Sunday, 28 January 2018

UK's PAS Employs Artefact-Sniffing Dogs

Bronze Age hoard found in Furness is treasure,
rules coroner Dig site at Urswick. Picture
The Portable Antiques Scheme
In the States experiments are being carried out to train dogs to sniff out freshly-excavated artefacts being smuggled into the country. It seems that the PAS in Britain also employs canine help, this time in excavation of hoard sites. This is a PAS photo of their investigation of a hoard discovery site (Jack Brooke-Battersby, ' Bronze Age hoard found in Furness is treasure, rules coroner', 26th January 2018).

The photo shows that the artefacts were  found at the base of a stone-free zone under permanent pasture right under the lee of an ancient structure of stones protruding from (see top right corner) that layer. In other words just the sort of search site the Revised Code of Practice which the PAS supposedly promotes says artefact hunters should be keeping away from. Since we know that the area around has a lot of arable land (see my Google Earth screenshot here) there is absolutely no excuse for this.
Dog excavating

Neither is there any excuse for a reporter writing of an inquest not to know the law to which it relates:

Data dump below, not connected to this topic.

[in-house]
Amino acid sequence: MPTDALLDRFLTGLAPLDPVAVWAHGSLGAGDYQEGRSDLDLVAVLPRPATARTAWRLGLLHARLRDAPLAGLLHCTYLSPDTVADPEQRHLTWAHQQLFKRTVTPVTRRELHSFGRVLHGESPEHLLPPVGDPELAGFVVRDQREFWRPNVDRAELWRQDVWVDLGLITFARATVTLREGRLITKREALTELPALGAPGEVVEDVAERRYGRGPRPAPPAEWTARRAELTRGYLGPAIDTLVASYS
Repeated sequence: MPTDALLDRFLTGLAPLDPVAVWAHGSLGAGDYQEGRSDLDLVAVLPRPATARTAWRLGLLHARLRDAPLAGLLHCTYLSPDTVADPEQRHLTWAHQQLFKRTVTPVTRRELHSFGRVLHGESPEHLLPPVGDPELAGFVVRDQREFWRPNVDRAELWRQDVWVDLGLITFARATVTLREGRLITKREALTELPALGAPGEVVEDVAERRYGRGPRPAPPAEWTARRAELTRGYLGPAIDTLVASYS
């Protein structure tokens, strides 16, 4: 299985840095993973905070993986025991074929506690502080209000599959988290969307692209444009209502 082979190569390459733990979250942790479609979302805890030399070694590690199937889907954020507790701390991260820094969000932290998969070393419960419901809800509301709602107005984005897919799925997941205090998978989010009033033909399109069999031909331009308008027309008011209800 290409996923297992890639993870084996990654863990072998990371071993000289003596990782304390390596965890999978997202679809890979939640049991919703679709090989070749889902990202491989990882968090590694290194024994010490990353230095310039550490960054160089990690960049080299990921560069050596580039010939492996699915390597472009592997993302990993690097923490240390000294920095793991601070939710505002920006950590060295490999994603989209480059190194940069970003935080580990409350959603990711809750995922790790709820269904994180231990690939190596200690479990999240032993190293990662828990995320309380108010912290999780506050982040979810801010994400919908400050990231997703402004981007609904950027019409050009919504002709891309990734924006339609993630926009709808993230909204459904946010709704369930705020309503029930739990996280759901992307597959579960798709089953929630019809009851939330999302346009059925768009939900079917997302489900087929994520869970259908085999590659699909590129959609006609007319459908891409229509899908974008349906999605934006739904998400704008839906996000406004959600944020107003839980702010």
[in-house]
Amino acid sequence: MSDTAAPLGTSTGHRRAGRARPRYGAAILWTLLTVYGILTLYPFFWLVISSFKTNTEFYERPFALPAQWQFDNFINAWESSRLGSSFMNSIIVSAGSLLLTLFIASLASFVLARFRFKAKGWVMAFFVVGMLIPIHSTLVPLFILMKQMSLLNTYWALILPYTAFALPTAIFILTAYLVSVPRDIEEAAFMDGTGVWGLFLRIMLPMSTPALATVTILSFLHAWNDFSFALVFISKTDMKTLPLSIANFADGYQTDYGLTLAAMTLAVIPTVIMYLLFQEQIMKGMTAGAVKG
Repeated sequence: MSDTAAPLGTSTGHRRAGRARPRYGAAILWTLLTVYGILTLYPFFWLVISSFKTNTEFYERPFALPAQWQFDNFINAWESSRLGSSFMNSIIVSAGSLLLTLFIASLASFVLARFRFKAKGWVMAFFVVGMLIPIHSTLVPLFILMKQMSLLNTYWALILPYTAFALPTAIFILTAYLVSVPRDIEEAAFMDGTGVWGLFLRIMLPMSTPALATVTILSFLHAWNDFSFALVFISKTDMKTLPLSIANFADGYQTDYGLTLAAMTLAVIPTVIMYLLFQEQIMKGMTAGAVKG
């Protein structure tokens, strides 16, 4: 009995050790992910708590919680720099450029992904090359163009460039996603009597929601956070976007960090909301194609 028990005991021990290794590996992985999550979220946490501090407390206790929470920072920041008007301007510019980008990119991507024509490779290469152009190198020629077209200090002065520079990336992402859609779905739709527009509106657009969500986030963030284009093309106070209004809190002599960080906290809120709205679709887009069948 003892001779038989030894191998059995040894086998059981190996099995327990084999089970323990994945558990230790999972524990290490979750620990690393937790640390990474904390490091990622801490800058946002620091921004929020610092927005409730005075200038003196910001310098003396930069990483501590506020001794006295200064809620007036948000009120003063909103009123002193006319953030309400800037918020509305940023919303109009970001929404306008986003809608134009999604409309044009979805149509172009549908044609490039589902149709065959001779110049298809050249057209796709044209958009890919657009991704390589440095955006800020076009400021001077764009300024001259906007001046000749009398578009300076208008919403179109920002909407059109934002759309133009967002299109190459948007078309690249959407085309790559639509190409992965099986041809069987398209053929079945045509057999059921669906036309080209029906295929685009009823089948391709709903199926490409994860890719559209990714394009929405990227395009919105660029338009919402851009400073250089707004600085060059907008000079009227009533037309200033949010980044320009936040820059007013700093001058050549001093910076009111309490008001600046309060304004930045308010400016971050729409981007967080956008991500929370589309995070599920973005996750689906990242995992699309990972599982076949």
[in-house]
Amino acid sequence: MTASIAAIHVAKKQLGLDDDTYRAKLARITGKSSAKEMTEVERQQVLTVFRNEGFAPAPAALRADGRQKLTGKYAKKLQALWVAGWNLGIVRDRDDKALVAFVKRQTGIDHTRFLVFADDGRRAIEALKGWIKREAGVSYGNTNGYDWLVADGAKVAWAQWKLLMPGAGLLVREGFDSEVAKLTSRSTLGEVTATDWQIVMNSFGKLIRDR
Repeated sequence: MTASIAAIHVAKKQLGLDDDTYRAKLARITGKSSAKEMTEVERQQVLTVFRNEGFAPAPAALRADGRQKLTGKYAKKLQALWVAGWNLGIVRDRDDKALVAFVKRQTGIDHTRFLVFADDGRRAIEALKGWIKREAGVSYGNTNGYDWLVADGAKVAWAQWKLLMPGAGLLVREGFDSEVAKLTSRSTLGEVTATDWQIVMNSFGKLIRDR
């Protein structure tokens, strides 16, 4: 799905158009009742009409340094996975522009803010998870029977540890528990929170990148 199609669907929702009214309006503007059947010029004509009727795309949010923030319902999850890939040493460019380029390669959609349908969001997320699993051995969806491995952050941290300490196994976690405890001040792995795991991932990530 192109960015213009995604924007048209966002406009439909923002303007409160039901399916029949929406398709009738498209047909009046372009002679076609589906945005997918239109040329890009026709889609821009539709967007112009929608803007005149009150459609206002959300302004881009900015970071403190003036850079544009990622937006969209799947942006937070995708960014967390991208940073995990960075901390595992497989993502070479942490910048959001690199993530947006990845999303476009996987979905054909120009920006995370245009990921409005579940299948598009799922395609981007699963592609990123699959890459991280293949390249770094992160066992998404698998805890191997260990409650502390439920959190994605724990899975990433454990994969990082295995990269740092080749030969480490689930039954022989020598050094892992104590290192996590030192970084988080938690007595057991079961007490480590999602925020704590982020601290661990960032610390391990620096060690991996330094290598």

The finder and the landowner, whose identity is protected under the Treasure Act, will receive an equal split of any payout made after the Valuation Committee reach a conclusion.
Nonsense, the TA says nothing of the kind.Those boulders, are they part of a site shown on my Google Earth screenshot by any chance?

A reader has pointed me to the PAS database record for this Treasure find which for some reason did not come up last week when you used the advanced search to look for 'Urswick' . This record says that the objects were found in 'Cultivated land' which is not at all what the photo shows. Note also what the record (which is all about the objects and skimpy on the burial context) says:
'They are usually buried in isolated high places and often in or near hillforts and other prehistoric features such as stone circles such as these were'.
Not only 'in or near a hillfort' (?) but also [targeting known sites?] but also:
 Investigation of the find spot has revealed that they appear to have been laid in a small hollow in silty clay sub-soil or directly on the prehistoric land surface in two small channels in the limestone bed rock and covered over with stones. The bracelet appears to be a part of the deposition as does the copper alloy cauldron fragment although this could have been residual in the soil. However it's direct proximity to the other objects means that is has to be and should be included in the hoard assemblage.
In legal terms, but hardly archaeological. Such a small hole looking as if dug by a burrowing animal can tell us nothing. If the layer around contained other fragments of the cauldron, and it could be shown that the feature containing the other items were dug through it, we'd know more about this group of objects. As it is, we only have a bunch of "ifs". Totally unsatisfactory.

Hat tip to anonymous reader for the information about the site

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